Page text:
Is Secularism Possible in a Majority-Muslim Country?: The Turkish Example
U Iowa Legal Studies Research Paper No. 08-17
Texas International Law Journal, Vol. 42, No. 1, 2007
56 Pages Posted: 8 Jun 2008 Last revised: 15 Sep 2008
This article is the second in which Dean Wing explores the notion of secularism in different societies. The first was Critical Race Feminism Lifts the Veil?: Muslim Women, France and the Headscarf Ban, 39 U.C. Davis Law Review 745 (2006) (with Monica Nigh Smith). The article abstracted here examines the past, present, and future of secularism in the Republic of Turkey. The co-author Ozan Varol is a Turkish national, who was able to access Turkish sources. Part II provides an overview of the principle of secularism generally, and in Turkey specifically, and describes how Turkish secularism differs from the Western notion of secularism. Part III discusses the role of religion in the Ottoman Empire, the predecessor to the modern day Turkey, in order to provide a background for the legal developments that occurred after the Empire's collapse. Part IV outlines the reforms that Turkish founding president Atatýrk and his supporters implemented following the downfall of the Ottoman Empire and demonstrates how a fundamentalist empire became a strictly secular government in less than twenty years. Part V provides a thorough examination of the various provisions of the Turkish Constitution that relate to secularism. Part VI demonstrates the application of the principle of secularism in Turkey by discussing the legal history of the ban against the wearing of the Islamic headscarf in Turkish educational institutions. This Part also analyzes the November 10, 2005 decision of the Grand Chamber of the European Court of Human Rights in Leyla Sahin v. Turkey, which upheld the Turkish government's ban and did not find it violated the European Convention on Human Rights. Finally, Part VII speculates on the future of secularism in Turkey and discusses whether it is possible to implement any fundamental changes in the regime.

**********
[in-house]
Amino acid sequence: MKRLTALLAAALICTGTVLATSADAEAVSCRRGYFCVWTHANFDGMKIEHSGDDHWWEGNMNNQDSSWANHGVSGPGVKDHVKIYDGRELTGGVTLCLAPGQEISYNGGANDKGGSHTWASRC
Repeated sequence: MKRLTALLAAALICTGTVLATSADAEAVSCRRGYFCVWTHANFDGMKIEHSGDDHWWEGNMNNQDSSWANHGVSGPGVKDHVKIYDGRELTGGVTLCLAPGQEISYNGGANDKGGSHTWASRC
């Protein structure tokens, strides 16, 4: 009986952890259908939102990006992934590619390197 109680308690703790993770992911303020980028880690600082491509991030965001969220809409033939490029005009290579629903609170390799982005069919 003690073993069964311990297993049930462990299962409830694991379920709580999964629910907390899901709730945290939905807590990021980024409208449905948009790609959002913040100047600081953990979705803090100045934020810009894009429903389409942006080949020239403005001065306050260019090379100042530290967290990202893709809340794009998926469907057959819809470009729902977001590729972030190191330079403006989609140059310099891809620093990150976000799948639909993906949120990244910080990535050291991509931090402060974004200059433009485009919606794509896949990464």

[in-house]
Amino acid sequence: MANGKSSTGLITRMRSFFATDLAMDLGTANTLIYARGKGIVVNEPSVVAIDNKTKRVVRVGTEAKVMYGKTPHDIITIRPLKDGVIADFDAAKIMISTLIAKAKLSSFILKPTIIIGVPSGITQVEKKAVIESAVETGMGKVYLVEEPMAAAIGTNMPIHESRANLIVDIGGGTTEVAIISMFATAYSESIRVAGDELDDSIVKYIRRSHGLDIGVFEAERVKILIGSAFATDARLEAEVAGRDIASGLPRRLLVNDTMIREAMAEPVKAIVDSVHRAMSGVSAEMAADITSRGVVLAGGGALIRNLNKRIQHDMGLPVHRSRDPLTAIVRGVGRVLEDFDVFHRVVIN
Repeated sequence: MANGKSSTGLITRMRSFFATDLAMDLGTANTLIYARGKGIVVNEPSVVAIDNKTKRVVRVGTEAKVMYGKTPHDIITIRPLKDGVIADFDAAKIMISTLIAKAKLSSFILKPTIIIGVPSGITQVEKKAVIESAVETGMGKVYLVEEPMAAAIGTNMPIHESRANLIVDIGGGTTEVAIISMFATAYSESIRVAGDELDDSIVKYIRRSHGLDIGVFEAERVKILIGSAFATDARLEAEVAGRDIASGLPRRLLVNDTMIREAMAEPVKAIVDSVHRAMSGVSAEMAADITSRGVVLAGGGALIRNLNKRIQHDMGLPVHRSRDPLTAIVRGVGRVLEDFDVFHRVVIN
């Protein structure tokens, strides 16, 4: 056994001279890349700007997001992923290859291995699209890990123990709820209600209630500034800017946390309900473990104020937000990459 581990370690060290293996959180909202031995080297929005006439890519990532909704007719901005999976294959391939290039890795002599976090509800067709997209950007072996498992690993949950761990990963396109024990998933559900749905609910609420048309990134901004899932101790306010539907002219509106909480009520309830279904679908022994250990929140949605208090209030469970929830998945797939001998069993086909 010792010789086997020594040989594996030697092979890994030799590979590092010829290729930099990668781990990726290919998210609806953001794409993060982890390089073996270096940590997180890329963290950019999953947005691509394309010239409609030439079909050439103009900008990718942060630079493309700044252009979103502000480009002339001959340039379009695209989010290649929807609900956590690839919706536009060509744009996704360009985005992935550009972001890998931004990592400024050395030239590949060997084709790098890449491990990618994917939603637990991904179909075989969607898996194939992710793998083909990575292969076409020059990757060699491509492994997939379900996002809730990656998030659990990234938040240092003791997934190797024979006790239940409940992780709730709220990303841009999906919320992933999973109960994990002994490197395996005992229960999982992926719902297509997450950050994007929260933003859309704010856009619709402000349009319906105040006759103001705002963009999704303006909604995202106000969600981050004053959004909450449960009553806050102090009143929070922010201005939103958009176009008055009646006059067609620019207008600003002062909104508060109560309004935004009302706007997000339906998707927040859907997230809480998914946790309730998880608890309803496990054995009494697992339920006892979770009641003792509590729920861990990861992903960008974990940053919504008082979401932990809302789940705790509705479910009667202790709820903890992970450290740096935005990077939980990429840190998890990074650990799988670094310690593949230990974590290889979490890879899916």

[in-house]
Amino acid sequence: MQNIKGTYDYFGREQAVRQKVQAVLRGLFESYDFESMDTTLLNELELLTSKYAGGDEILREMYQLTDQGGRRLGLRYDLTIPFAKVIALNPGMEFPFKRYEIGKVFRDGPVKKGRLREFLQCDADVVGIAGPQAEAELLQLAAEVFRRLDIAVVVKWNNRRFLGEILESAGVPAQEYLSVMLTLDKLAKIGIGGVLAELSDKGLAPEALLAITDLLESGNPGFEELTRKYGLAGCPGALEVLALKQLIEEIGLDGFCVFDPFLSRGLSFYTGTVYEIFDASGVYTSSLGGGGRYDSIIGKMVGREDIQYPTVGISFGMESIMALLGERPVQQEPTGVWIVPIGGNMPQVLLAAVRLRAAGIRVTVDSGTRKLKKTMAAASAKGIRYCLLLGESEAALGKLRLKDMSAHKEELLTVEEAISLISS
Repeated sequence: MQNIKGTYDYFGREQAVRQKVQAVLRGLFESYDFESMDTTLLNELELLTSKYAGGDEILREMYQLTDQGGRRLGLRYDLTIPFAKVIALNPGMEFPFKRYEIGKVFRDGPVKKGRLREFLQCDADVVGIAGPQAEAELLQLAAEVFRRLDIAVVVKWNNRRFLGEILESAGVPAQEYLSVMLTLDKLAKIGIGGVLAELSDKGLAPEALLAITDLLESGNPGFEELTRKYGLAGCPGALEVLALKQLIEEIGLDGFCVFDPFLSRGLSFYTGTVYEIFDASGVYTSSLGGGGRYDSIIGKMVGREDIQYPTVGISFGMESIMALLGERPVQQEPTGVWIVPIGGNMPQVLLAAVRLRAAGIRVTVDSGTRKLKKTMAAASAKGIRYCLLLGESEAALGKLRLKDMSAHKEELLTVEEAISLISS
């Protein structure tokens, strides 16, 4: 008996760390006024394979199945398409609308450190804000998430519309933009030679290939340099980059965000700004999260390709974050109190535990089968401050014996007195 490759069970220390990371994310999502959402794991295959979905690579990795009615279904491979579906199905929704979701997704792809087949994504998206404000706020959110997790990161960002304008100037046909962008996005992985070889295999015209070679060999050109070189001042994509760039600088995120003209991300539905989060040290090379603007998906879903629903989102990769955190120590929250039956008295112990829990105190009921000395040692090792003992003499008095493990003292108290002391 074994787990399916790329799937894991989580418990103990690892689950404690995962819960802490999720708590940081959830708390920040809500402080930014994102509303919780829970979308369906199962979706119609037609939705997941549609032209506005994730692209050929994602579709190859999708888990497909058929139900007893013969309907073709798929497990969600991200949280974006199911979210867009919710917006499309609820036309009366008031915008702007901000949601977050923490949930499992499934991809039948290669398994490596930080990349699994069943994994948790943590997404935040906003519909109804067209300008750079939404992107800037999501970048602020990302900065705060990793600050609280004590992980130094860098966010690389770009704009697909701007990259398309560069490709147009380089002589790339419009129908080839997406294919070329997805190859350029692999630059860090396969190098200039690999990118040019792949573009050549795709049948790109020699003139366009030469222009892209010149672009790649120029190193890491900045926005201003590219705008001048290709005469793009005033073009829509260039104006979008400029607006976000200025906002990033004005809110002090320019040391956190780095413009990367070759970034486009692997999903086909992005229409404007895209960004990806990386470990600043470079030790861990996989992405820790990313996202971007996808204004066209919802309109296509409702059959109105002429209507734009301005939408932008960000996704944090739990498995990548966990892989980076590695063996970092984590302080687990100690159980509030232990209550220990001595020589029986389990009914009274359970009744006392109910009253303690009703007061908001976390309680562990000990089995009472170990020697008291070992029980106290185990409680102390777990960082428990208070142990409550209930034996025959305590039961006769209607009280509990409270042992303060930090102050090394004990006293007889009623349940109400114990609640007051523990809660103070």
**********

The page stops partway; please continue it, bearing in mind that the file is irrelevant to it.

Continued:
Keywords: Turkey, Religion, Secularism, Islam, Human Rights, Constitutionalism
JEL Classification: K10, K19, K30, K33, K39
Suggested Citation: Suggested Citation